The Prepared Environment
"When a flower doesn't bloom, you fix the environment in which it grows, not the flower."
-Alexander Den Heijer
Children develop through interactions in their environment. The quality of the environment impacts the construction of the child and their understanding of the world.
A prepared environment is one that will provide what the child needs or could use to develop in such a way that he or she fulfills the task of “self-construction.” It will provide the nutrients that the child needs to develop to his full potential.
Montessori believed that the child is born with super powers (human tendencies, an absorbent mind and sensitive periods), that will help him to adapt to the elements of his culture. The prepared environment takes these super powers into consideration.
The Physical Environment
- space: enough to satisfy free movement and independence (not too large that the child feels lost, and not too small that he will be constricted and the adult will become an obstacle)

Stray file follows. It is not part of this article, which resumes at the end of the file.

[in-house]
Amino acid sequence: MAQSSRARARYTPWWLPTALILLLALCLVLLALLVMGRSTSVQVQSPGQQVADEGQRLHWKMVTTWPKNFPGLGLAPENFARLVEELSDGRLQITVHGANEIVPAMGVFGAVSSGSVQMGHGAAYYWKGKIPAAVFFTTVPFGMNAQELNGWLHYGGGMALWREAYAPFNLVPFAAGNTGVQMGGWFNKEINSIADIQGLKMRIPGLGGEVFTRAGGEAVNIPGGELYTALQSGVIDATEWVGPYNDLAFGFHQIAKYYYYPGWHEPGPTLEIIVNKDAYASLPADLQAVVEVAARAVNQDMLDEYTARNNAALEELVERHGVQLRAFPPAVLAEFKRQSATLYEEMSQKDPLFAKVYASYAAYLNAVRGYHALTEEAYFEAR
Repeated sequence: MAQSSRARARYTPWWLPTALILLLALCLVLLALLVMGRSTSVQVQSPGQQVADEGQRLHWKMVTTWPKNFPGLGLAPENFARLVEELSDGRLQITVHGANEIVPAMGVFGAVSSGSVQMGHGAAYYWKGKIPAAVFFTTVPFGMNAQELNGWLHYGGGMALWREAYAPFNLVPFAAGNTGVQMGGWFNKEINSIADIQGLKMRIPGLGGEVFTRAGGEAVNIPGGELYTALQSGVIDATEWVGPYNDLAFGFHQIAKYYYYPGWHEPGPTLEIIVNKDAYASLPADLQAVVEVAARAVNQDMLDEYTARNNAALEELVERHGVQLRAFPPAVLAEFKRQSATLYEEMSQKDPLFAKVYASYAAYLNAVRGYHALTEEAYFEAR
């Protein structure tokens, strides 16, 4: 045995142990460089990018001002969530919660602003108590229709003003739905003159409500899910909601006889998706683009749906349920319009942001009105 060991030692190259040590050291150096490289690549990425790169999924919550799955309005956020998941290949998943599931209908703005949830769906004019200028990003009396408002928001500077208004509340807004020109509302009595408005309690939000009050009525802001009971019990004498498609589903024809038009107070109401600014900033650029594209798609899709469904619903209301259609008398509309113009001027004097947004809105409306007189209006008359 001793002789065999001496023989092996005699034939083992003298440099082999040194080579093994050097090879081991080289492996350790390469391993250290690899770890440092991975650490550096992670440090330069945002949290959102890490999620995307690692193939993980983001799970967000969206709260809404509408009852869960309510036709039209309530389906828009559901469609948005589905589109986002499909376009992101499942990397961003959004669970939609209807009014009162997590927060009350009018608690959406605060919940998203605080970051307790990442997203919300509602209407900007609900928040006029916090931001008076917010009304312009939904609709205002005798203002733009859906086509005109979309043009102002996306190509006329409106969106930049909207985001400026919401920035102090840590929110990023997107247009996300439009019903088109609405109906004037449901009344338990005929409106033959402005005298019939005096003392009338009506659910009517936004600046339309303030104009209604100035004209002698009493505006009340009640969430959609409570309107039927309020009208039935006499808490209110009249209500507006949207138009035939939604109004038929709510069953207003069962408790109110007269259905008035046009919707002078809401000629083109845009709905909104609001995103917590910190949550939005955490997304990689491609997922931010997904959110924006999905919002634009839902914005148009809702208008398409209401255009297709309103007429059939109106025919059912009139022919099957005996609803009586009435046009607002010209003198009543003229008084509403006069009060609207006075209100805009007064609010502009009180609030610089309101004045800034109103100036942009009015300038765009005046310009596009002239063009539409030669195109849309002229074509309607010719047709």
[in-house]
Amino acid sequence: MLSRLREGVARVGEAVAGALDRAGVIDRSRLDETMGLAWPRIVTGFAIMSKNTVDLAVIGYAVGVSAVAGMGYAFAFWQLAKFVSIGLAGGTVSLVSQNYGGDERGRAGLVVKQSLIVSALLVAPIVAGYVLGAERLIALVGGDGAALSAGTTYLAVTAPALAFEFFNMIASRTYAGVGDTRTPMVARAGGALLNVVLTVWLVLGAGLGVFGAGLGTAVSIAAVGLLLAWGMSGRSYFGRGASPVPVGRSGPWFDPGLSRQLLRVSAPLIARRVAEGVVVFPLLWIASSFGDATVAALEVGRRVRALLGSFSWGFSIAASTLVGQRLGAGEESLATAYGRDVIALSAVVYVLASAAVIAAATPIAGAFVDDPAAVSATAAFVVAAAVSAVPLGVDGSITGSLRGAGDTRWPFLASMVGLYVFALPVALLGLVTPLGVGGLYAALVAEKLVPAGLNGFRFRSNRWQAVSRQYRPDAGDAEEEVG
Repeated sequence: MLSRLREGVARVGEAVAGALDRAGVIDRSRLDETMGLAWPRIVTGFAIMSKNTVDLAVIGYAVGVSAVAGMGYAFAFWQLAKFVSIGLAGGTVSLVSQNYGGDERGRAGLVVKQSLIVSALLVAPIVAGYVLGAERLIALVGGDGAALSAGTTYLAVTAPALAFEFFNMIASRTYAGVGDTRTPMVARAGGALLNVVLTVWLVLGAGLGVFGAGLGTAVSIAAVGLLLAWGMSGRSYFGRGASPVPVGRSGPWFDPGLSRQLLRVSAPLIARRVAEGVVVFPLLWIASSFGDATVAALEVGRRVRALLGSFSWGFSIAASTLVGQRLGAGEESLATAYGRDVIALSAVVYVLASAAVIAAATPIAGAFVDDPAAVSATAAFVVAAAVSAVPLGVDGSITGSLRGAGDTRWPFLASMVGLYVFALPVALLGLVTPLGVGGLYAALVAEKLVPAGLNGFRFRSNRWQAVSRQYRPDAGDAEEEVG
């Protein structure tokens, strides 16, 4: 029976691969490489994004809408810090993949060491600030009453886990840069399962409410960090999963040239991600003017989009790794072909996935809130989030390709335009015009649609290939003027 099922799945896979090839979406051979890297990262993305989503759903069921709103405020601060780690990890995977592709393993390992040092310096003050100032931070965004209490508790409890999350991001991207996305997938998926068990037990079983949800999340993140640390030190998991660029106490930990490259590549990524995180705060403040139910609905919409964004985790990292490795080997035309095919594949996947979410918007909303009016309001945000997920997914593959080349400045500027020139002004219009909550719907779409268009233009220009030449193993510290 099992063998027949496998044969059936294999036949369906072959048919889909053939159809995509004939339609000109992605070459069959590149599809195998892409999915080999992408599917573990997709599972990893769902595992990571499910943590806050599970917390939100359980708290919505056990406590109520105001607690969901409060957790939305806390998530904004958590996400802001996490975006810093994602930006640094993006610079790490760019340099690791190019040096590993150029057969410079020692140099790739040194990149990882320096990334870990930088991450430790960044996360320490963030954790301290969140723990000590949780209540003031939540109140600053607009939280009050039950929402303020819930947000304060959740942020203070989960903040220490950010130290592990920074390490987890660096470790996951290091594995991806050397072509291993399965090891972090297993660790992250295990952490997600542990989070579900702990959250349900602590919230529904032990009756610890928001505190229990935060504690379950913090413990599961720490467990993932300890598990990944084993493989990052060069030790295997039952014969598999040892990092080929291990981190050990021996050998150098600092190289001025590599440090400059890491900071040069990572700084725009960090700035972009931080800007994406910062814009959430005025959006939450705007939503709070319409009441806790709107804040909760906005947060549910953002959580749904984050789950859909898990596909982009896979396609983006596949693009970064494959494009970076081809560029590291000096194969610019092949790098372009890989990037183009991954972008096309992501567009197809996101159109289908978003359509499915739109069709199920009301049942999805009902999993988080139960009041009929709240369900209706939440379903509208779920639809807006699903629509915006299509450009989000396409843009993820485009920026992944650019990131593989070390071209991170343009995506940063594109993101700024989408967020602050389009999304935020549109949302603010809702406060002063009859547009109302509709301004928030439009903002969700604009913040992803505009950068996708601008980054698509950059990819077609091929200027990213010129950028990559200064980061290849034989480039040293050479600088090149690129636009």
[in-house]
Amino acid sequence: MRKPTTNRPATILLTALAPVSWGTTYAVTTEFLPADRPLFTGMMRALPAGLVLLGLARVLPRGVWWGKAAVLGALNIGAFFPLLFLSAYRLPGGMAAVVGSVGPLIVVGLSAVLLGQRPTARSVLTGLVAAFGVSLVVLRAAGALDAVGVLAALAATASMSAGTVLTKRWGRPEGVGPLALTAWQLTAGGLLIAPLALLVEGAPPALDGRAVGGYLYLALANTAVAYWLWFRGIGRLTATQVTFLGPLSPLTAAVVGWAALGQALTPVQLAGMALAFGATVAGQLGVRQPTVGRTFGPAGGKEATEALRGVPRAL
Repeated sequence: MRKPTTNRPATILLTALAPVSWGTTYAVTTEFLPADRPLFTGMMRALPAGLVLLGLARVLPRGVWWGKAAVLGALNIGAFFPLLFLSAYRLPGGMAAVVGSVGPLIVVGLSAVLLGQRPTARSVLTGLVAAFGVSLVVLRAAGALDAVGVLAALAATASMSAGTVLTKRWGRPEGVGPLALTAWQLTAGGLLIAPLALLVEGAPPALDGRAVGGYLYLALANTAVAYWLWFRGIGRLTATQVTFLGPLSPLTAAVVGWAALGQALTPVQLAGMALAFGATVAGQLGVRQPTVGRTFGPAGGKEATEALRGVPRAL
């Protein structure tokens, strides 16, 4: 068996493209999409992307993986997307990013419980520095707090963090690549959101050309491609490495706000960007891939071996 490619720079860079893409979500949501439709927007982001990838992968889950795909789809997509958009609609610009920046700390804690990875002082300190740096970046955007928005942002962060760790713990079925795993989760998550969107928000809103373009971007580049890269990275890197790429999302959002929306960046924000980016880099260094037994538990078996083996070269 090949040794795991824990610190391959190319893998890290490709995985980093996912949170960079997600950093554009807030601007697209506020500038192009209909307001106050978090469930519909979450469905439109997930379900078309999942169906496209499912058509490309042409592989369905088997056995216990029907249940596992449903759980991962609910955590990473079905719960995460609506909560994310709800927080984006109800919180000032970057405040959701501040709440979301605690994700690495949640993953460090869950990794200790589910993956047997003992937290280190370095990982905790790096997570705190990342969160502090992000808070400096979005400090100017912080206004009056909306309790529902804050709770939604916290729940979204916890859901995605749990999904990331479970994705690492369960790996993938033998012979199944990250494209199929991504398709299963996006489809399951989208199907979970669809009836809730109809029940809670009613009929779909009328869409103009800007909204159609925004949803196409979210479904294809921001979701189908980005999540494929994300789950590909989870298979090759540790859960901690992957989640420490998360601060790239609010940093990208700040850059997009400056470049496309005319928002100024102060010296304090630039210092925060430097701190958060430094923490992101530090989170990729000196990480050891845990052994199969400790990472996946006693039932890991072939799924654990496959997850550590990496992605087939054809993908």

- light: natural if possible
- temperature: should be comfortable so the child is able to concentrate
- ventilation: air must circulate
- noise: at a level that allows the child to concentrate
- safety: if we want them to be independent, needs to be a safe space
(electrical outlet’s covered, etc), natural consequences are important-materials in the environment will break if dropped
- adequate storage space: to avoid clutter (clutter takes energy from child, be objective, be careful to declutter the environment)
- furniture: must be size proportioned to child body
- toys and materials: satisfy the child’s need, they have a developmental purpose, are interesting to the child, ready to be used independently, should be complete, if some piece is missing or broken, remove material from the environment, clean
Adults in the Environment
- the adult is the most important part of the environment because they are the role model for what it means to be human
- prepares the physical environment
- prepares non-physical environment
-observe- only through observation can the adult provide a prepared environment for each child that meets the child’s need in the moment.
- model movements by moving graciously
- language experiences-the adult needs to establish relationship with child with precise language
- must allow child to choose work freely, following inner guide, to fulfill needs of sensitive periods
- foster repetition and concentration
- establish routines in environment
- ensure the child has opportunities for real experiences
- the environment must be flexible, requires a lot of work from adult, the adult must be flexible and change the environment as needed
“The child absorbs knowledge from his environment simply by living.”
-E.M. Standing (1962) Maria Montessori: Her Life and Work pg. 263